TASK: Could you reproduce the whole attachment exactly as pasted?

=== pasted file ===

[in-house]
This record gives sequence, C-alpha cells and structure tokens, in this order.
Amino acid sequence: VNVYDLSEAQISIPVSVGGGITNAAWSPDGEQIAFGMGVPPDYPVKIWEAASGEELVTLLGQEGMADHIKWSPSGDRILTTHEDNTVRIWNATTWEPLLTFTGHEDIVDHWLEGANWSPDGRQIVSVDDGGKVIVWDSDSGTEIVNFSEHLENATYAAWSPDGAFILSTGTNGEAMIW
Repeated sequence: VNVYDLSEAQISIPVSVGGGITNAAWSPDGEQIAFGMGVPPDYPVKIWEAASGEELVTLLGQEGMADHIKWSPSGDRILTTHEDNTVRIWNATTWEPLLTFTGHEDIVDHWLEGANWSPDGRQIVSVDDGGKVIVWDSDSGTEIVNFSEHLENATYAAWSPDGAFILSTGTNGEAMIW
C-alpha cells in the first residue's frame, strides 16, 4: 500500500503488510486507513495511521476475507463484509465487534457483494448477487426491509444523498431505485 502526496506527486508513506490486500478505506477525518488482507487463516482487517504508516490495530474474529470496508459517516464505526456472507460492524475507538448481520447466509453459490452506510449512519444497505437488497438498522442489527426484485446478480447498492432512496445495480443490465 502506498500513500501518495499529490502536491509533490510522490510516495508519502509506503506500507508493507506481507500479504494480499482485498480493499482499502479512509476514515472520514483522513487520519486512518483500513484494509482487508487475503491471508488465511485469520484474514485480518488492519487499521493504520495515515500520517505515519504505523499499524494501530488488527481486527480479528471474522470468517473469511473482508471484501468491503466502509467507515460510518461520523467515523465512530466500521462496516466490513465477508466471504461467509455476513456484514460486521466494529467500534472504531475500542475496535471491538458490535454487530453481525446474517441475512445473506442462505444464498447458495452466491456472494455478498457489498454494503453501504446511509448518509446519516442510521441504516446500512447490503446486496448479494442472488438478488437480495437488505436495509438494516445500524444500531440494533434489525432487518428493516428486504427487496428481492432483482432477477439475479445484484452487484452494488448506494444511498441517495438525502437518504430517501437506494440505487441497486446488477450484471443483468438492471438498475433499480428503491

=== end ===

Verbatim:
[in-house]
This record gives sequence, C-alpha cells and structure tokens, in this order.
Amino acid sequence: VNVYDLSEAQISIPVSVGGGITNAAWSPDGEQIAFGMGVPPDYPVKIWEAASGEELVTLLGQEGMADHIKWSPSGDRILTTHEDNTVRIWNATTWEPLLTFTGHEDIVDHWLEGANWSPDGRQIVSVDDGGKVIVWDSDSGTEIVNFSEHLENATYAAWSPDGAFILSTGTNGEAMIW
Repeated sequence: VNVYDLSEAQISIPVSVGGGITNAAWSPDGEQIAFGMGVPPDYPVKIWEAASGEELVTLLGQEGMADHIKWSPSGDRILTTHEDNTVRIWNATTWEPLLTFTGHEDIVDHWLEGANWSPDGRQIVSVDDGGKVIVWDSDSGTEIVNFSEHLENATYAAWSPDGAFILSTGTNGEAMIW
C-alpha cells in the first residue's frame, strides 16, 4: 500500500503488510486507513495511521476475507463484509465487534457483494448477487426491509444523498431505485 502526496506527486508513506490486500478505506477525518488482507487463516482487517504508516490495530474474529470496508459517516464505526456472507460492524475507538448481520447466509453459490452506510449512519444497505437488497438498522442489527426484485446478480447498492432512496445495480443490465 502506498500513500501518495499529490502536491509533490510522490510516495508519502509506503506500507508493507506481507500479504494480499482485498480493499482499502479512509476514515472520514483522513487520519486512518483500513484494509482487508487475503491471508488465511485469520484474514485480518488492519487499521493504520495515515500520517505515519504505523499499524494501530488488527481486527480479528471474522470468517473469511473482508471484501468491503466502509467507515460510518461520523467515523465512530466500521462496516466490513465477508466471504461467509455476513456484514460486521466494529467500534472504531475500542475496535471491538458490535454487530453481525446474517441475512445473506442462505444464498447458495452466491456472494455478498457489498454494503453501504446511509448518509446519516442510521441504516446500512447490503446486496448479494442472488438478488437480495437488505436495509438494516445500524444500531440494533434489525432487518428493516428486504427487496428481492432483482432477477439475479445484484452487484452494488448506494444511498441517495438525502437518504430517501437506494440505487441497486446488477450484471443483468438492471438498475433499480428503491